“If you talk to church people, there is lots of handwringing and worrying because nobody brings their kids to church anymore,” responded Rev. Johnson. “It is a real thing and I think religion can be more than going to church on Saturday or Sunday.
“I don’t know that churches are doing the best job of serving young people in terms of helping them to find ways to be in the community and of service,” she admitted, adding that getting teens involved in other ways may be the key to success and the breaking down of barriers.
The Temple Adas Israel youth group is an example of exactly that. Ms. Slotkin explained that the group has a game night coming up soon, while Mr. Klarman noted that the teens help out at Maureen’s Haven, which through the winter months houses and feeds the homeless of the East Endat 18 different houses of worship, including Christ Church.
“And last year, we went to the Religious Action Center, a weekend-long seminar in Washington D.C.,” noted Erin Kennedy, a junior at East Hampton High School and co-leader of the youth group. “There were 200 Jewish kids there learning about social justice issues.”
“We went the weekend the government was shut down,” added Rabbi Geffen. “Three of our young women marched in the women’s march that weekend.”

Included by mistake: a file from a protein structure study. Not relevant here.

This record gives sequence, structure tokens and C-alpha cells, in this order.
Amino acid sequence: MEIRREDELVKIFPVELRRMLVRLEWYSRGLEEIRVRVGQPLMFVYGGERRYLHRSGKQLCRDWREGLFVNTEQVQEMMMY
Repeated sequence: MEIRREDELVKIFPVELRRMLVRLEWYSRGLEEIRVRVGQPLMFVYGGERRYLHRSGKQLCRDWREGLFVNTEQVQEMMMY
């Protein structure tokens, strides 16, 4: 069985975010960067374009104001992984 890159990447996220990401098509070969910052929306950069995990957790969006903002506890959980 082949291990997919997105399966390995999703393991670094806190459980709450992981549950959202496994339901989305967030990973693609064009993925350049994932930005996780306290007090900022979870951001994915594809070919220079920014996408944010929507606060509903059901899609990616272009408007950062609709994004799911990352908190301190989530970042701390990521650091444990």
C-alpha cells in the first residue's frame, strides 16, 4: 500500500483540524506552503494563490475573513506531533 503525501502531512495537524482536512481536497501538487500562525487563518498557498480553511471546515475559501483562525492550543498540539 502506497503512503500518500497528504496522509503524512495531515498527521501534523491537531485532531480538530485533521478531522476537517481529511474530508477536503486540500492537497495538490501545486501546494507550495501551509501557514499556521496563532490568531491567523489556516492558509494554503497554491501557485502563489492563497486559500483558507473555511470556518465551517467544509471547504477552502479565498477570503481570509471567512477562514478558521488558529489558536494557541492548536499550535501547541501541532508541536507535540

Engagement and awareness is important to these teens and the religious leaders each took time to broaden their base of knowledge by explaining their faith traditions to them.
“Islam is one of the religions we call ‘The People of the Book’ — which is Judaism Christianity and Islam. The word Islam simply means peace,” said Dr. Syed, outlining the five pillars of Islam which dictates rules for praying, fasting, charity, and making the required journey, or Hadj, to Mecca.
“It’s not about hurting people, just helping,” he said. “We have tremendous respect for all religions and call for universal respect for all mankind.”
Rev. Campbell asked him to talk about the term “jihad,” which has been co-opted by extremist groups in the past few decades and has come to have a negative connotation in the West.
“I believe man is not the enemy of man. It’s ignorance, when you’re ignorant and don’t want to know about other religions … every religion is full of bad apples, but you can’t blame the religion,” said Dr. Syed. “Jihad is a misunderstood word. Jihad begins with self and our own temptation and resisting it. It’s a struggle for almighty God.”
“Some have taken the word the wrong way and done horrendous things. But there are 1.6 billion Muslims and they are law abiding people,” he added, inviting the teens to come visit his mosque in Selden. “They have the same needs and concerns of peaceful people living here.”
After explaining the philosophy and practice behind Zen Buddhism Dai-en Friedman gave the students words of advice as they move forward in navigating their own spiritual lives.
“Listening is important,” she said. “Ask yourself these questions — in speaking is it true? Is it helpful? And does it need to be said? Taking responsibility for where you come from is an important part of your evolution.”
As the time for the Interfaith Thanksgiving Service neared and the group prepared to disperse, Rabbi Geffen took the opportunity to keep the conversation alive and moving forward.
“This is smart group that thinks very deeply,” he said. “The more we learn about each other, the better we are.
“We have to be grateful that we can have gatherings like this. It’s remarkable.”